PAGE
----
Amitriptyline is taken orally (as a tablet) once daily or in two divided doses of 25 to 150 mg. The daily and single maximum doses are 75 mg and 150 mg, respectively. Patients 65 years and older should exercise caution when receiving more than 75 mg daily doses.
Duloxetine is taken orally (via capsule) once daily or in two divided doses of 60 to 120 mg. The maximum daily dose is 120 mg. [7][28]
Medication for epilepsy:
Gabapentin: 300 to 600 mg orally three times per day (capsules, tablets, solution) with a maximum daily dose of 1800 mg for postherpetic neuralgia or 300 to 1200 mg orally three times per day with a maximum daily dose of 3600 mg.
Pregabalin: 300 to 600 mg/day, divided into two doses.[7]
Anesthetics used locally:
Lidocaine is available as a patch in concentrations of 1.8% or 5%. Applying 1-3 patches to intact skin for up to 12 hours per day is recommended. Topical solutions, creams, gels, ointment, and lotions are also commercially available.[7]
Opioid antagonists
Pain Medication
The following routes of administration are available for opioids: oral, transdermal, intramuscular, intravenous, subcutaneous infusion, rectal, epidural, intrathecal, intranasal, and transmucosal.[17][30] The rationale for each route of administration, dosage range, and dosage form depends on several factors. Please see the American Pain Society guidelines for more information.

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Negative Effects
Analgesics that are not opioids

Acetaminophen (paracetamol): This medication is safe and effective when used correctly. The adverse effects that have been documented vary depending on the route of administration. Acetaminophen may cause any of the following side effects when taken orally or rectally:
Reactions such as rashes or hypersensitivity (toxic epidermal necrolysis, acute generalized exanthematous pustulosis, and Stevens-Johnson syndrome)
Anemia, leukopenia, neutropenia, and pancytopenia are all hematological conditions.
Disorders of metabolism and electrolytes
Serum bicarbonate levels have dropped.
Alkaline phosphatase elevation [5][6][27]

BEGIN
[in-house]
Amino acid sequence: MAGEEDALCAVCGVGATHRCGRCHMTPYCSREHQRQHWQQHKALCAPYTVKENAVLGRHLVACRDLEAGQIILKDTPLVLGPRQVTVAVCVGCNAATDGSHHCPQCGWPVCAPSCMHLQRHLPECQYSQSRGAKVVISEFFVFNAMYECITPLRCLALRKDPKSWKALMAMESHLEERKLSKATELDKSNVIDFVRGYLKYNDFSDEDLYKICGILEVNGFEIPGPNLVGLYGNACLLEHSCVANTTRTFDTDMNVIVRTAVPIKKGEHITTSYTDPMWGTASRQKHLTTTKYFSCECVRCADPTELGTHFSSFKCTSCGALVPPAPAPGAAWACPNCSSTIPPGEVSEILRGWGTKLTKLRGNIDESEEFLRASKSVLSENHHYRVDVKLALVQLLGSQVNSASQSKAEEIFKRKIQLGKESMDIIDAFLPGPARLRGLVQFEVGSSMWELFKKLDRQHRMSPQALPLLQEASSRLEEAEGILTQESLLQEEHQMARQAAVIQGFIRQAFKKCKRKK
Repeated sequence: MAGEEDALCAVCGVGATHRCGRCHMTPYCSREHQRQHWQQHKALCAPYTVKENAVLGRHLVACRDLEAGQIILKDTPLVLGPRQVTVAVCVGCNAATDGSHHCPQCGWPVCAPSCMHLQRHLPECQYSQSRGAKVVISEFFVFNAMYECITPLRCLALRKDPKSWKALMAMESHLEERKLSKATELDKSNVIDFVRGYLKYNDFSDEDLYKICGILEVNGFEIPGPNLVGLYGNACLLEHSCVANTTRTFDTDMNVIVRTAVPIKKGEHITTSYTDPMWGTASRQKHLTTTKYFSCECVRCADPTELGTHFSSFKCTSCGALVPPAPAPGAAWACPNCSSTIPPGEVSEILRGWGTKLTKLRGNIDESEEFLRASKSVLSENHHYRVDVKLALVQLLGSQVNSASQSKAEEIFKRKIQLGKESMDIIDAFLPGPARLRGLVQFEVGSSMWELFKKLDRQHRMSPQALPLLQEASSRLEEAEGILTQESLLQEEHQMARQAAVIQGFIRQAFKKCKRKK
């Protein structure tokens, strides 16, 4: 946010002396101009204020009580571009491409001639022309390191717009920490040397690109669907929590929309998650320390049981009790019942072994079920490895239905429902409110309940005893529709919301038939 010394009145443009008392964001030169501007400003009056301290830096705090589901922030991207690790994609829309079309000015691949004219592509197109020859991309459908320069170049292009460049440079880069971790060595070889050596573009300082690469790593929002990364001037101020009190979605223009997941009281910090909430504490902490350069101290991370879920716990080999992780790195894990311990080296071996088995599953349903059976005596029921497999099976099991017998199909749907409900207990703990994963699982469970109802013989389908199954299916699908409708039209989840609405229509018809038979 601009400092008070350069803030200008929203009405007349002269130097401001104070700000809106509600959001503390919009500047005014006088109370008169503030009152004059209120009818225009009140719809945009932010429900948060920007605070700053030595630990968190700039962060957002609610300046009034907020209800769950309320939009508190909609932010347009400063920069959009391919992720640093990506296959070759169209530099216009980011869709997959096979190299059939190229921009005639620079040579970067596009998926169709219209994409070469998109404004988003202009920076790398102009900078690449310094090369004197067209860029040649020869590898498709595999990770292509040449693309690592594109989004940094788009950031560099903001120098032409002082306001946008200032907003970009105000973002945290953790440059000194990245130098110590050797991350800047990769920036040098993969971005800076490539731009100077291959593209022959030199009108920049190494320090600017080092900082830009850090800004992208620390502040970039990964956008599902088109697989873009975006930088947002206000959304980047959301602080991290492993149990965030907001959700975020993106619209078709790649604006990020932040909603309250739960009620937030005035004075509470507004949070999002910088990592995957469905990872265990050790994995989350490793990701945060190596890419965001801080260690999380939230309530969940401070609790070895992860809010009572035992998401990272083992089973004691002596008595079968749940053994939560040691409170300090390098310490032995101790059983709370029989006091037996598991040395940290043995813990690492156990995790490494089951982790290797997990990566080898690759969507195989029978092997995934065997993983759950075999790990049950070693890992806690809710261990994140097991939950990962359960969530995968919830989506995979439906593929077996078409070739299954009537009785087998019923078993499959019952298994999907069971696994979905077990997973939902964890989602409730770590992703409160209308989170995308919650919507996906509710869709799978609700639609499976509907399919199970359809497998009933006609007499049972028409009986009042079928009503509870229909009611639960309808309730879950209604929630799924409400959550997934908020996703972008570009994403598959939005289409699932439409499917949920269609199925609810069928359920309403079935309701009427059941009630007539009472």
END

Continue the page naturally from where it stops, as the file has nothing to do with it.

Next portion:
Adverse effects of intravenous administration include nausea, vomiting, pruritus, constipation, and abdominal pain.[6] The most common adverse reactions in pediatric patients, regardless of the route of administration, are nausea, vomiting, agitation, constipation, pruritus, and atelectasis.

Nonsteroidal anti-inflammatory medications (NSAIDs)
Nausea, anorexia, dyspepsia, abdominal pain, ulcers, gastrointestinal bleeding, perforation, constipation, and diarrhea are all symptoms of gastrointestinal problems.
Cardiovascular: Hypertension, decreased antihypertensive medication effectiveness, myocardial infarction, stroke, and thromboembolic events (last three with selective COX-2 inhibitors); inhibit platelet activation, bruising, and bleeding.
Renal: Retention of salt and water, deterioration of kidney function, edema, decreased effectiveness of diuretic medications, decreased urate excretion, hyperkalemia, analgesic nephropathy
Headache, dizziness, vertigo, confusion, depression, seizure threshold reduction, and hyperventilation are all symptoms of the central nervous system (salicylates)
Vasomotor rhinitis, asthma, urticaria, flushing, hypotension, and shock are all symptoms of hypersensitivity.
Toxicity to the liver [8][7][21]
Please see the StatPearls article for the specific NSAID for a complete list of adverse effects.

Medications for depression